As regular readers of EclectEcon would guess, I think gubmnt size is an important issue, and I think that in both Canada and the US, gubmnts are too big. I was pleased with the shrinking of gubmnt that occurred under US President Bill Clinton, and I was distressed with the increased gubmnt size that occurred under George Bush, especially during the last year of his second term.
For US President Obama's change of heart, check out the quotes in Snopes:
[in 2006, as a senator]: The fact that we are here today to debate raising America's debt limit is a sign of leadership failure. It is a sign that the US Government can not pay its own bills. It is a sign that we now depend on ongoing financial assistance from foreign countries to finance our Government's reckless fiscal policies. Increasing America's debt weakens us domestically and internationally. Leadership means that "the buck stops here." Instead, Washington is shifting the burden of bad choices today onto the backs of our children and grandchildren. America has a debt problem and a failure of leadership. Americans deserve better.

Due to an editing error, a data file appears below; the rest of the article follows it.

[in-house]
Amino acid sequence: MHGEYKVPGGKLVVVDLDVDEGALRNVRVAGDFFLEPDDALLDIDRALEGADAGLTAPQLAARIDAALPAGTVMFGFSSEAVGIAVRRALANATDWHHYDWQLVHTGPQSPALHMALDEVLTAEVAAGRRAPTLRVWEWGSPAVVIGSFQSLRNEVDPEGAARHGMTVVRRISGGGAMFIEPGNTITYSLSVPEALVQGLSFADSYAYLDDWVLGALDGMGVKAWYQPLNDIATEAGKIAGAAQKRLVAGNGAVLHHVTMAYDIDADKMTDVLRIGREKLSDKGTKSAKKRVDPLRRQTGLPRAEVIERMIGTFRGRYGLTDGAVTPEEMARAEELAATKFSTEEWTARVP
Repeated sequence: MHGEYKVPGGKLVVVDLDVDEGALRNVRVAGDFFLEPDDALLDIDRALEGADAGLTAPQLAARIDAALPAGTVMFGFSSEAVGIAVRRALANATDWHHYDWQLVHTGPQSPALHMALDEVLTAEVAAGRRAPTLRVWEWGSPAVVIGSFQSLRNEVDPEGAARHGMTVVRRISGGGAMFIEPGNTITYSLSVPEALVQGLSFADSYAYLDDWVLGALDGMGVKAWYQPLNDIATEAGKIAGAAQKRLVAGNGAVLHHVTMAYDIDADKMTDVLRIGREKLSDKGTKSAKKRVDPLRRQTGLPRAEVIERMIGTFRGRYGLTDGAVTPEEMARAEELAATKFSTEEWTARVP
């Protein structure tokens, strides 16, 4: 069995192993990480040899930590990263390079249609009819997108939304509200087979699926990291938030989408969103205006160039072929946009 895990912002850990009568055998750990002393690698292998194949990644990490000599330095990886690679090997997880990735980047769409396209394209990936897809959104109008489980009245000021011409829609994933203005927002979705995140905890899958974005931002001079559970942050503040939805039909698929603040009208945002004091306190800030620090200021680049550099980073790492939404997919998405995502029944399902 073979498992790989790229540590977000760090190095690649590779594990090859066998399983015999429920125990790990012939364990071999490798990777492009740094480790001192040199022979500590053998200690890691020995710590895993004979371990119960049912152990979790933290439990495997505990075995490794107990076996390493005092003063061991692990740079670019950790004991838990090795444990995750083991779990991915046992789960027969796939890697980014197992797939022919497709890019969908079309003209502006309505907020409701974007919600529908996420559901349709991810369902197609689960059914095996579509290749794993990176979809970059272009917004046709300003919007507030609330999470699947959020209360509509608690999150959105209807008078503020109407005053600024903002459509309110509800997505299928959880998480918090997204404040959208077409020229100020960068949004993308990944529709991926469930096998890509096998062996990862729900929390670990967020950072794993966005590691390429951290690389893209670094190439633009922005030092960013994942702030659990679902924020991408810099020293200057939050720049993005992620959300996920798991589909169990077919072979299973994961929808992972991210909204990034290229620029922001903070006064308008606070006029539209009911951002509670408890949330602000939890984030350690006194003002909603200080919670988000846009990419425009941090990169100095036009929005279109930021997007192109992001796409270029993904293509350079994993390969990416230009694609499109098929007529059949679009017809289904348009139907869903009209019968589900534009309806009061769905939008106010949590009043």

In contrast with
[in 2011, as President]: I think that it's important to understand the vantage point of a senator versus the vantage point of a president. When you're a senator, traditionally what's happened is, this is always a lousy vote. Nobody likes to be tagged as having increased the debt limit — for the United States by a trillion dollars. As president, you start realizing, you know what, we, we can't play around with this stuff. This is the full faith and credit of the United States. And so that was just an example of a new senator making what is a political vote as opposed to doing what was important for the country. And I'm the first one to acknowledge it.
The President's epiphany leaves me unimpressed. His initial attacks on raising the debt ceiling were clearly motivated by his political opposition to George Bush. But both clips seem superficial. And I am not at all impressed with his attempts to gloss over the important issues of
- regime uncertainty and the recession. So long as businesses and consumers are concerned about what the gubmnt might do next, they are less likely to invest for the longer run.
- the size of gubmnt. We have long passed the point at which the more economic activity is controlled by politicians and bureaucrats, the less efficient will the economy be and the lower will be our economic growth rates.